Cats, much like humans, can get upper
respiratory tract infections. The nose, throat and sinus areas are susceptible to a number of infections
caused by viruses and bacteria. At first look, a feline upper respiratory tract infection seems much like
the human cold. Your cat may suffer a runny nose, sneeze or even cough. They may seem to get better after
a time, just like humans, before the head cold moves into their chest and develops into a much more
serious condition. If allowed to go untreated, these infections can develop into serious conditions such
What Causes Upper Respiratory Tract Infection
Viruses are the most common cause of upper respiratory tract infections or URI’s. The calicivirus and
herpesvirus are responsible for 80-90% of all contagious URI’s and are commonly found in shelters and multi-cat
homes. They can be trasmitted through sneezing, coughing, mutual grooming or sharing food and water bowls. Once
a cat is infected they become carriers for life though they may not show sings. It is important, therefore, to
vaccinate early and to follow the vaccination recommendations of your veterinarian. Age, whether your cat has
been vaccinated and how recently, and physical condition are all important parts of your cats susceptibility.
Stress also plays a roll in causing URI outbreaks. Certain breeds such as Persians and Himalayans are
predisposed to URI’s due to their facial structure.
Keeping cats indoors, minimizing stress, remaining up to date on vaccines and having regular examinations are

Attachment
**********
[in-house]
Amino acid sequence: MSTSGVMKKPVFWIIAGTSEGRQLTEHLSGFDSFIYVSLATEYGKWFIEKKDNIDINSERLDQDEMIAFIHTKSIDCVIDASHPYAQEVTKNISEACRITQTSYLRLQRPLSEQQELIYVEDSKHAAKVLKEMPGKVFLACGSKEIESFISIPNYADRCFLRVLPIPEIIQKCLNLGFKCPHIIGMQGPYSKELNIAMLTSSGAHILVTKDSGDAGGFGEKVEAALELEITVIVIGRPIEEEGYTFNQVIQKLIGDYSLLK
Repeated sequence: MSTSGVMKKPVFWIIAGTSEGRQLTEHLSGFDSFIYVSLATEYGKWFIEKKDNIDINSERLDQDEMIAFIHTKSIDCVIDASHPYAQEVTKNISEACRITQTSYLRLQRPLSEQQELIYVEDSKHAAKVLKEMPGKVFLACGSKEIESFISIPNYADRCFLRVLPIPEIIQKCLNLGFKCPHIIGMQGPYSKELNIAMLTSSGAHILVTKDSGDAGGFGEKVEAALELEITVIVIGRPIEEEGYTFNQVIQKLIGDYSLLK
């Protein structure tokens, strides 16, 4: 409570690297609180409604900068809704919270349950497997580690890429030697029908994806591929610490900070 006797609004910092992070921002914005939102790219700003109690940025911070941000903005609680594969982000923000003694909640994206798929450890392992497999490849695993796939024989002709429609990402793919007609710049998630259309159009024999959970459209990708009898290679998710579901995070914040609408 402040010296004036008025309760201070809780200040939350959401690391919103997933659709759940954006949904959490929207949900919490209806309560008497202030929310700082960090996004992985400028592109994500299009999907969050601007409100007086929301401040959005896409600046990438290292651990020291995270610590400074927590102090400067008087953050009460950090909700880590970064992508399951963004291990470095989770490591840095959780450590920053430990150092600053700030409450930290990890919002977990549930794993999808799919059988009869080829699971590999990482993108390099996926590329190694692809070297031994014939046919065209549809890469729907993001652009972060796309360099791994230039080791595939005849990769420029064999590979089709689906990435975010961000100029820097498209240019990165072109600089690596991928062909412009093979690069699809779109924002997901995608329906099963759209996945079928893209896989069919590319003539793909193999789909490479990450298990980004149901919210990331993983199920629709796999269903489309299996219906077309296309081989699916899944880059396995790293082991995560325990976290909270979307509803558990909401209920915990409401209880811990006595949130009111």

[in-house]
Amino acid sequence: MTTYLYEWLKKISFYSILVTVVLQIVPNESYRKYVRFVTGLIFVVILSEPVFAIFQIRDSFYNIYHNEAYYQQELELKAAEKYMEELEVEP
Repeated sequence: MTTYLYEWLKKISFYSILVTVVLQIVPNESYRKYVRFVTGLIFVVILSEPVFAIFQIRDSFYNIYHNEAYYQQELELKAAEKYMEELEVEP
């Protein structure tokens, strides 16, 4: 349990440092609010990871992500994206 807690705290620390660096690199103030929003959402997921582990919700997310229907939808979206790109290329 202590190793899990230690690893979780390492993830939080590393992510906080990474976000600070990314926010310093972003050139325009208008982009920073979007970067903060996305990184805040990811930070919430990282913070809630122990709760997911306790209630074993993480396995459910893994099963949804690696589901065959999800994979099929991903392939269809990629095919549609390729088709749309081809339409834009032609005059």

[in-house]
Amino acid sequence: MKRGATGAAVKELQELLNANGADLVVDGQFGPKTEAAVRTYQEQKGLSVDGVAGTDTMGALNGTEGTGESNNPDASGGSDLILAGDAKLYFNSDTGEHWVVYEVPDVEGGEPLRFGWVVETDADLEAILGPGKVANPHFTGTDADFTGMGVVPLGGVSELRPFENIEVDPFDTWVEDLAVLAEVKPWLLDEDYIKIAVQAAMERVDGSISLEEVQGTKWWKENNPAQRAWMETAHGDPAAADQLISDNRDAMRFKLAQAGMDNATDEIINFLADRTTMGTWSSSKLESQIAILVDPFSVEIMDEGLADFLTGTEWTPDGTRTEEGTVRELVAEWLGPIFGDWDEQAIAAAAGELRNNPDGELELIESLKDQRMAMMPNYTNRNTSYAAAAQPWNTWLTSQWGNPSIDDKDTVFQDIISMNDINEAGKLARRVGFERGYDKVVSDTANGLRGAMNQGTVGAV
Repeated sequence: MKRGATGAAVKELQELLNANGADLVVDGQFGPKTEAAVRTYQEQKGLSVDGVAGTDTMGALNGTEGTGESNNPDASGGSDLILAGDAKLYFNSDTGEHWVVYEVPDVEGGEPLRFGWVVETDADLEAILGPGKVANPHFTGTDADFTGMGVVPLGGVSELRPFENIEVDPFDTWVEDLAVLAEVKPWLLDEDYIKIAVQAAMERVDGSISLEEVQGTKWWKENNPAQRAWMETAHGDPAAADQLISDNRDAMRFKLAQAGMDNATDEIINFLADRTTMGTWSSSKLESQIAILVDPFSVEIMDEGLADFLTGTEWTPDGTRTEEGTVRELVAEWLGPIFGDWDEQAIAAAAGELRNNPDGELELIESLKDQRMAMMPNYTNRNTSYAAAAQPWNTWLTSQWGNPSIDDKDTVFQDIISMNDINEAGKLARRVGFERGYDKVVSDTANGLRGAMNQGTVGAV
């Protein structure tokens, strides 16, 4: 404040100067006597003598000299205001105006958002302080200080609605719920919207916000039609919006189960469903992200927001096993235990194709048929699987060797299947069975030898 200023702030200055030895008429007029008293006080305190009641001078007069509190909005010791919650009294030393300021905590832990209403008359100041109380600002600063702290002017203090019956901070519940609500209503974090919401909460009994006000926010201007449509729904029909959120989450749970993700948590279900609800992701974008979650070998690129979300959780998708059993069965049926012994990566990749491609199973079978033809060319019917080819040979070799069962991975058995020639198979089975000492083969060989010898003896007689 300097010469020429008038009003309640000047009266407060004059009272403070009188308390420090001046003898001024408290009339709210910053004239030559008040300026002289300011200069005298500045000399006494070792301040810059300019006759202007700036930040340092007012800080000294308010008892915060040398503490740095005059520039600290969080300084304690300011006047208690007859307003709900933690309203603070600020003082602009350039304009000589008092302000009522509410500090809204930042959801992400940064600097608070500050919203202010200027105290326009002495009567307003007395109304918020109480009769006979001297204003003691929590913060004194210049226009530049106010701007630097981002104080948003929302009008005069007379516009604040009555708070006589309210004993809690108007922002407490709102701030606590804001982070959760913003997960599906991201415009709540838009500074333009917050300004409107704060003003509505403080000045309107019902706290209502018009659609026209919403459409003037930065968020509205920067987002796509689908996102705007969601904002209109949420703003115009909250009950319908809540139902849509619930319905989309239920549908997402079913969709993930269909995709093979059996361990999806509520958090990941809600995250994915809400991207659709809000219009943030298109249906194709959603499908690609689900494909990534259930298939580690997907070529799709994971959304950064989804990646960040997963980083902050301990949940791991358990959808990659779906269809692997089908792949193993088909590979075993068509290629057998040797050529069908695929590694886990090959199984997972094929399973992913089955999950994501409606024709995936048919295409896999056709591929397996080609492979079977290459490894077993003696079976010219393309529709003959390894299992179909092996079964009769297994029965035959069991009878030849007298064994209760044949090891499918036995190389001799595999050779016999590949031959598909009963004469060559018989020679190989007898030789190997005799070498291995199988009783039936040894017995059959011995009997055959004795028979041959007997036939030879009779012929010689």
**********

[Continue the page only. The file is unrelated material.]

the best ways to protect against URI’s. It is also a good idea to make sure you wash your hands thoroughly and
often when dealing with cats in a multi-animal environment such as a shelter. If you visit a shelter and
suspect that some of the cats you may have interacted with were carriers, it is important that you avoid coming
into contact with any cats you may have at home.
Symptoms of Upper Respiratory Tract Infection
Clear or colored snot
Gagging and drooling
Decreased or loss of appetite
Nose and mouth ulcers
Squinting or rubbing the eyes
Open mouth breathing
If you suspect your cat has an upper respiratory tract infection, get them to the Vet. Your vet will perform an
exam to determine if your cat needs medication, has a fever or is suffering from dehydration. Self-diagnosis is
not recommended as your cat may be infectious and spread the virus to other members of your feline household.
They may require isolation and antibiotics.
Tips For Managing Feline
Chronic Renal Failure
Declawing Your Cat
Emergency Symptoms in Your
Cats and Eye Inflammation
Cats - Dealing With Fleas
Feline Lower Urinary Tract
Cats and Gastritis
Cats and Heartworms
Hyperthyroidism In Cats
Is My Cat In Heat?
Quick Guide to Feline
Common Skin Problems in
Best Flea Control For
Cat Vaccines - What To
Common Causes for Cat
A Personal Tale of The
Amazing Cancer Cat
When to Euthanize Your
How Long Will My Cat
Why Declawing Your Cat Is
a Bad Decision
Managing a Diabetic Cat
Three Different Pet Meds for
Did You Know
That Cat Scratch Fever Really Exists?
Can Cats Have Allergies?